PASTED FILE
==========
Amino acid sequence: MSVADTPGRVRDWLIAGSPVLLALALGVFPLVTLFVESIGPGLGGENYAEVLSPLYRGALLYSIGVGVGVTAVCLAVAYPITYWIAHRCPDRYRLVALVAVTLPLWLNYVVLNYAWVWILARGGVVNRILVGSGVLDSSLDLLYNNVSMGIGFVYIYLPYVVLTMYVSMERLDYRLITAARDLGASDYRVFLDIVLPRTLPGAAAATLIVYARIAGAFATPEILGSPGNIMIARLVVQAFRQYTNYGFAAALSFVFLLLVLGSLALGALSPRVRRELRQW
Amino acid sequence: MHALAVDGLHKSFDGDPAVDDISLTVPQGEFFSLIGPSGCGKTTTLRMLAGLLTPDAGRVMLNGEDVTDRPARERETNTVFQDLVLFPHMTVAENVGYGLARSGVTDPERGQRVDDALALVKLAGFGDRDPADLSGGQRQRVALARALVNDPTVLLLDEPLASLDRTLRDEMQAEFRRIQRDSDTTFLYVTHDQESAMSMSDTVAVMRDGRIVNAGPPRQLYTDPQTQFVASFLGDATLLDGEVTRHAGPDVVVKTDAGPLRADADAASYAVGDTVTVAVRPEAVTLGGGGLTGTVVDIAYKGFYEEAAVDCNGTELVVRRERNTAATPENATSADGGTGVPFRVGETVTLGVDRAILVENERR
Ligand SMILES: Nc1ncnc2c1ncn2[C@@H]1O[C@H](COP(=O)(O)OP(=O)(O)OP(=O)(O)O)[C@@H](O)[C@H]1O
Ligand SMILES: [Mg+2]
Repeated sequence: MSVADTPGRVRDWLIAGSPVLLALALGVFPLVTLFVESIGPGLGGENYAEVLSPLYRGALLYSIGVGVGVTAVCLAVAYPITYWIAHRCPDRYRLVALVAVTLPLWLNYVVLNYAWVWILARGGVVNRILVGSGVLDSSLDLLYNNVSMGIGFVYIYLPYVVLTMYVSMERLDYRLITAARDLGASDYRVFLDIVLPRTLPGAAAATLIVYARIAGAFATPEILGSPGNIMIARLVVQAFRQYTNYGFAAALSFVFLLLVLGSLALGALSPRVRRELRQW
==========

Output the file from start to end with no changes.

Amino acid sequence: MSVADTPGRVRDWLIAGSPVLLALALGVFPLVTLFVESIGPGLGGENYAEVLSPLYRGALLYSIGVGVGVTAVCLAVAYPITYWIAHRCPDRYRLVALVAVTLPLWLNYVVLNYAWVWILARGGVVNRILVGSGVLDSSLDLLYNNVSMGIGFVYIYLPYVVLTMYVSMERLDYRLITAARDLGASDYRVFLDIVLPRTLPGAAAATLIVYARIAGAFATPEILGSPGNIMIARLVVQAFRQYTNYGFAAALSFVFLLLVLGSLALGALSPRVRRELRQW
Amino acid sequence: MHALAVDGLHKSFDGDPAVDDISLTVPQGEFFSLIGPSGCGKTTTLRMLAGLLTPDAGRVMLNGEDVTDRPARERETNTVFQDLVLFPHMTVAENVGYGLARSGVTDPERGQRVDDALALVKLAGFGDRDPADLSGGQRQRVALARALVNDPTVLLLDEPLASLDRTLRDEMQAEFRRIQRDSDTTFLYVTHDQESAMSMSDTVAVMRDGRIVNAGPPRQLYTDPQTQFVASFLGDATLLDGEVTRHAGPDVVVKTDAGPLRADADAASYAVGDTVTVAVRPEAVTLGGGGLTGTVVDIAYKGFYEEAAVDCNGTELVVRRERNTAATPENATSADGGTGVPFRVGETVTLGVDRAILVENERR
Ligand SMILES: Nc1ncnc2c1ncn2[C@@H]1O[C@H](COP(=O)(O)OP(=O)(O)OP(=O)(O)O)[C@@H](O)[C@H]1O
Ligand SMILES: [Mg+2]
Repeated sequence: MSVADTPGRVRDWLIAGSPVLLALALGVFPLVTLFVESIGPGLGGENYAEVLSPLYRGALLYSIGVGVGVTAVCLAVAYPITYWIAHRCPDRYRLVALVAVTLPLWLNYVVLNYAWVWILARGGVVNRILVGSGVLDSSLDLLYNNVSMGIGFVYIYLPYVVLTMYVSMERLDYRLITAARDLGASDYRVFLDIVLPRTLPGAAAATLIVYARIAGAFATPEILGSPGNIMIARLVVQAFRQYTNYGFAAALSFVFLLLVLGSLALGALSPRVRRELRQW